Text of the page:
I guess no matter what we do at this point people will continue to find fault if they want to. We were prepared for that and figured it's more important to keep our promises and publish the research and new recommendations. Not sure anything we say will really matter to our detractors but I reckon that's human nature so I'll roll with it. So it was quite predictable we'd get some negative responses even after the paper and conferring with vets. I knew that would happen and I knew you'd weigh in. I respect your opinion so that's quite OK.

Now the light thing - gliders don't like light so they avoid it and stay in the pouch. If there was no place for them to hide and snuggle together it would be bad. But please, they just retreat to the pouch so let's not make it out to be more than it is. It's not like we forced their eyes open and strapped them down against a light for goodness sakes. That's the opposite of sugar-coating. That's just hyperbole. They had fleeces and a pouch and retreated to the pouch - as we knew they would. Umm, that's what they do when its daylight so we are just simulating daylight so let's not make it more than it is.

Delaying their feeding is just a caution so they don't fight over the food. There's no reason to introduce food during introductions. In fact we have said that for years in our traditional introductions primer. No real changes there. So making that out to be extreme and bad is "anti-sugar coating" (exaggeration) making that sound so terrible is just stoking unnecessary flames. Gee whiz, delaying their food for five or six hours is not cruel. They all got fed in the morning and were just fine.

But despite the fact that we don't think it's absolutely necessary to feed them until morning, we were nonetheless deferential to those of you who were in fact concerned about the food, so we were just trying to be open to suggestion - but in reality we don't think it's absolutely necessary.

The method remains controversial, undoubtedly. I doubt no matter what we say will slake the desire to stoke the flames of discontent and judgement. We remain dedicated to improving the quality of the animals' lives. We hope we don't have to use this method again. But if the perfect storm of circumstances presents itself we will do it despite the controversy because in those certain circumstances, it is the right thing to do.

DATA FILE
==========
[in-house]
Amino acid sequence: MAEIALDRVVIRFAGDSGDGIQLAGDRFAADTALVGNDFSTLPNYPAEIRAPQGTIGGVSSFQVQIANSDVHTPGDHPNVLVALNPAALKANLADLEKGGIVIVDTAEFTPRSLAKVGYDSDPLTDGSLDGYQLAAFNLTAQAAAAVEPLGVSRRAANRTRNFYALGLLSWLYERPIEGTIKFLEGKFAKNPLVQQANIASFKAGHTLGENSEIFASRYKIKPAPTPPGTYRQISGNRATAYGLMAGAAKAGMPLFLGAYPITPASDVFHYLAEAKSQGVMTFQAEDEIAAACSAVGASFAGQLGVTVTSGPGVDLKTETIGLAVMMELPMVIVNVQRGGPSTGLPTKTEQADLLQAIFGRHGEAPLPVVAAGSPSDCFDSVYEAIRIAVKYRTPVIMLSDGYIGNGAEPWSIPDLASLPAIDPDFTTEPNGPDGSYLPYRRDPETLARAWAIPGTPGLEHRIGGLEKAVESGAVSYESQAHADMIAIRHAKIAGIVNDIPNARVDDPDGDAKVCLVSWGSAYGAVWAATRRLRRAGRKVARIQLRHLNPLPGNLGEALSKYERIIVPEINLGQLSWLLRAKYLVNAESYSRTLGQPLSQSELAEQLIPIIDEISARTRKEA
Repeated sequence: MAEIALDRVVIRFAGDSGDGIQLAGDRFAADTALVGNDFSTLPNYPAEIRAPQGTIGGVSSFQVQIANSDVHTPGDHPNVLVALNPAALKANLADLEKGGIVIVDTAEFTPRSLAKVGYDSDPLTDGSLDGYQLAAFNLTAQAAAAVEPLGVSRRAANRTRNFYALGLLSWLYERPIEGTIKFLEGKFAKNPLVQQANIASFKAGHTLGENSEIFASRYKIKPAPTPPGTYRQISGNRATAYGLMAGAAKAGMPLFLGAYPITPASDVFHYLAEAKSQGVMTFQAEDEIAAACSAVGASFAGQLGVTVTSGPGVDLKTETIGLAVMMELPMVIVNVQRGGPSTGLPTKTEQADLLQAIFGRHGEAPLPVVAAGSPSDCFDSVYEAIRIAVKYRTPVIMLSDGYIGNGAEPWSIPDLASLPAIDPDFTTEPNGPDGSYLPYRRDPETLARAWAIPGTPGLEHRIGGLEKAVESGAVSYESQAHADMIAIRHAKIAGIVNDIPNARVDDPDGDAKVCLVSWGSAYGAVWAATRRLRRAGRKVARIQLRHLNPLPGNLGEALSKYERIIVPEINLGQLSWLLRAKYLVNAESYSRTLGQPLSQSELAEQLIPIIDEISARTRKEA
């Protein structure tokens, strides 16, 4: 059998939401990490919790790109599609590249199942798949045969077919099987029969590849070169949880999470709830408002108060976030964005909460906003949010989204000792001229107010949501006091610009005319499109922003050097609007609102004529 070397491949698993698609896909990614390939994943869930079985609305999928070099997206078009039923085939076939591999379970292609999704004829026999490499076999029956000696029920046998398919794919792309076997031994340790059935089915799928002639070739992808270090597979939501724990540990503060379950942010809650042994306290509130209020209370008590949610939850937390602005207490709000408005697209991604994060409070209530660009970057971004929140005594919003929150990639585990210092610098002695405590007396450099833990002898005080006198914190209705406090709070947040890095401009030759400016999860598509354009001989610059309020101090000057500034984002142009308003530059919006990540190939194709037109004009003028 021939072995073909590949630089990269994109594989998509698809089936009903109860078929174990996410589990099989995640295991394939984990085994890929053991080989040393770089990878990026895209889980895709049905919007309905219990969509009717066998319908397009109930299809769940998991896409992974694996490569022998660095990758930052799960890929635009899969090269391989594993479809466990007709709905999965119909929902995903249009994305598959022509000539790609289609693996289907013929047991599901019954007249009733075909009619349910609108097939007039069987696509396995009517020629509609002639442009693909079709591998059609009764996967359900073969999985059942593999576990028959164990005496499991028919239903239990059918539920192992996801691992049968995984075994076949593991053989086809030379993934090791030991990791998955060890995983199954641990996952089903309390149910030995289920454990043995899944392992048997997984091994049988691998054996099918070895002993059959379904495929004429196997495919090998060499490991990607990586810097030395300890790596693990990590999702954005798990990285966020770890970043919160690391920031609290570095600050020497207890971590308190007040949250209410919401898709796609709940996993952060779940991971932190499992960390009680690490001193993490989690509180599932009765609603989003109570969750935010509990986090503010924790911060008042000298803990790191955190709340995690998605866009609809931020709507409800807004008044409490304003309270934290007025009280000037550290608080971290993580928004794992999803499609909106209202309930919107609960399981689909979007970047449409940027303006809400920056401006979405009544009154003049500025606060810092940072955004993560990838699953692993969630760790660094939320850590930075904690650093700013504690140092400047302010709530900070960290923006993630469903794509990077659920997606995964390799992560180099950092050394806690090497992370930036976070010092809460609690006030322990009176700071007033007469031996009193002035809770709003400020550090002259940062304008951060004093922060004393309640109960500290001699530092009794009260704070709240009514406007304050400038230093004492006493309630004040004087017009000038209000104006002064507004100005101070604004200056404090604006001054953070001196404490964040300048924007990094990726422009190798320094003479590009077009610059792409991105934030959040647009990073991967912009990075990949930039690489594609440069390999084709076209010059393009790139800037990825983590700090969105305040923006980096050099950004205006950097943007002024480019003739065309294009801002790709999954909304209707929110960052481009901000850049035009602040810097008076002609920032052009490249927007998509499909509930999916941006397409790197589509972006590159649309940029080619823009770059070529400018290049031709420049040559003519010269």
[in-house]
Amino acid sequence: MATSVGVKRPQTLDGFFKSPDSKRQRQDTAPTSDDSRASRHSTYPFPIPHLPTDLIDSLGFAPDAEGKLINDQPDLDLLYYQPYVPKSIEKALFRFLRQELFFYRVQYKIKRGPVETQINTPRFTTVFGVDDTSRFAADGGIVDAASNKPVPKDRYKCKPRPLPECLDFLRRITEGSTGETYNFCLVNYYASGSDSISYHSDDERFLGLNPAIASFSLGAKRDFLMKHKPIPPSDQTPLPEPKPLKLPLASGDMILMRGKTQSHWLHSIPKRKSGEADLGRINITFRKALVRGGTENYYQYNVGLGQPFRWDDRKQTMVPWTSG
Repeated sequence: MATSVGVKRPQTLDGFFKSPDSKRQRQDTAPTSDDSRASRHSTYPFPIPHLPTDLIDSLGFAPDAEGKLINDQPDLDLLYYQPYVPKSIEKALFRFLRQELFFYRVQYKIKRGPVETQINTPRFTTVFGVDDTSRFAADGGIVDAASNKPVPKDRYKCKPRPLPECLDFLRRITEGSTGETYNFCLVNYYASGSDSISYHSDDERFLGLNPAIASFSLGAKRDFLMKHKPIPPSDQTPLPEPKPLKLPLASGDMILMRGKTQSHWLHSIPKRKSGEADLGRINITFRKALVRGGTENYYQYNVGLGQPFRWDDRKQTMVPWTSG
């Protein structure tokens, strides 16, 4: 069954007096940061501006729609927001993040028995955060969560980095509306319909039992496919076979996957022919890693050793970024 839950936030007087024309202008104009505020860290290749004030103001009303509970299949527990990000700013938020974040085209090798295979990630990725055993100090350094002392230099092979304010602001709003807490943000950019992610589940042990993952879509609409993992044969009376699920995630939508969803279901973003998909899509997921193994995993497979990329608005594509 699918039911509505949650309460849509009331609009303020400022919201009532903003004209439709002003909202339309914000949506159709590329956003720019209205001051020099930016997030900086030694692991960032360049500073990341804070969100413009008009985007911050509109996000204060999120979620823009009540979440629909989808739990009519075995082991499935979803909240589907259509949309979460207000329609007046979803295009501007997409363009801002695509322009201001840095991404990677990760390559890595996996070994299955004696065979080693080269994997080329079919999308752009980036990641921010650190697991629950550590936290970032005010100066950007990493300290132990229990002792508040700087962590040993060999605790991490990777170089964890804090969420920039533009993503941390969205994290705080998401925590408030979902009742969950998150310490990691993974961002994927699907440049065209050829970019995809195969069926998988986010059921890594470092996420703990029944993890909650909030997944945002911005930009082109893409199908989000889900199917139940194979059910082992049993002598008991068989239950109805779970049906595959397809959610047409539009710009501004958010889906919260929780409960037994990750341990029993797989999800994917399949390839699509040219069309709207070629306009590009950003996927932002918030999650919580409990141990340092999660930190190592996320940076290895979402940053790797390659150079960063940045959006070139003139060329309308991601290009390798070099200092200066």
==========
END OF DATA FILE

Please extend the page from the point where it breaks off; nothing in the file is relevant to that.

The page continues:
Thank you for sharing your opinions on this.
_________________________
Lucky_Glider
Lucky Glider Rescue & Sanctuary
ed@LuckyGlider.org
~~~~~~~~~~~~~~~~~~~~~

Top
#1117795 - 05/22/11 07:11 PM Re: Wet Introduction Method Revisited & Research Paper [Re: DCMuffin]
Lucky_Glider Offline
Glider Lover

Registered: 08/04/07
Posts: 340
Loc: Van Alstyne, Texas
Aimee I am not sure who you are referring to so to remove any doubt, as of this date, we stand by the newest recommendations that are published in the paper.

Gail and I have synchronized on this most recently and have agreed on the final recommendations.

That said, we remain open minded to variations that people find workable or better. So our opinions may change over time.

That said, we cannot speak for anyone else but ourselves. I cannot guarantee everyone having contemplated the old or new method has actually read the paper or would mimic what we are saying.

Now if you call yourself or if you have someone call here as of this date and speak to me or Gail you will hear:

1. Exhaust all traditional methods
2. Don't do it for convenience or to combine large groups, and only for at-risk gliders.
3. Use a damp cloth or fleece to get them wet
4. Use non-alcoholic scent-masker like tuna fish juice or non-alcoholic vanilla extract

The paper is published on the link above so if anyone wants to read it and share it with their vet first we would recommend that. Of course we would not want to contradict what someone's vet says.

Some of you may be interested to find what your own vets say if you send them the paper. We are sure some will like it and some won't. Even the vet community is divided on methods of neutering, open wound treatment, and other treatments so it will not be surprising if they don't all agree on this either.

You should also know that we get calls from veteran glider owners too and some have called to report to us that they - after exhausting traditional methods - have tried this and have gotten good results. Some of them are loathe to go public because they don't want to catch a lot of grief from their peers.

I think our position at this point will be - after citing the recommendations - that people should share the paper with their vet before making a decision to try it.
_________________________
Lucky_Glider
Lucky Glider Rescue & Sanctuary
ed@LuckyGlider.org
~~~~~~~~~~~~~~~~~~~~~

Top
#1117804 - 05/22/11 07:33 PM Re: Wet Introduction Method Revisited & Research Paper [Re: Lucky_Glider]
kjgoulet Offline
Glider Slave

Registered: 02/12/11
Posts: 1516
Loc: North Dakota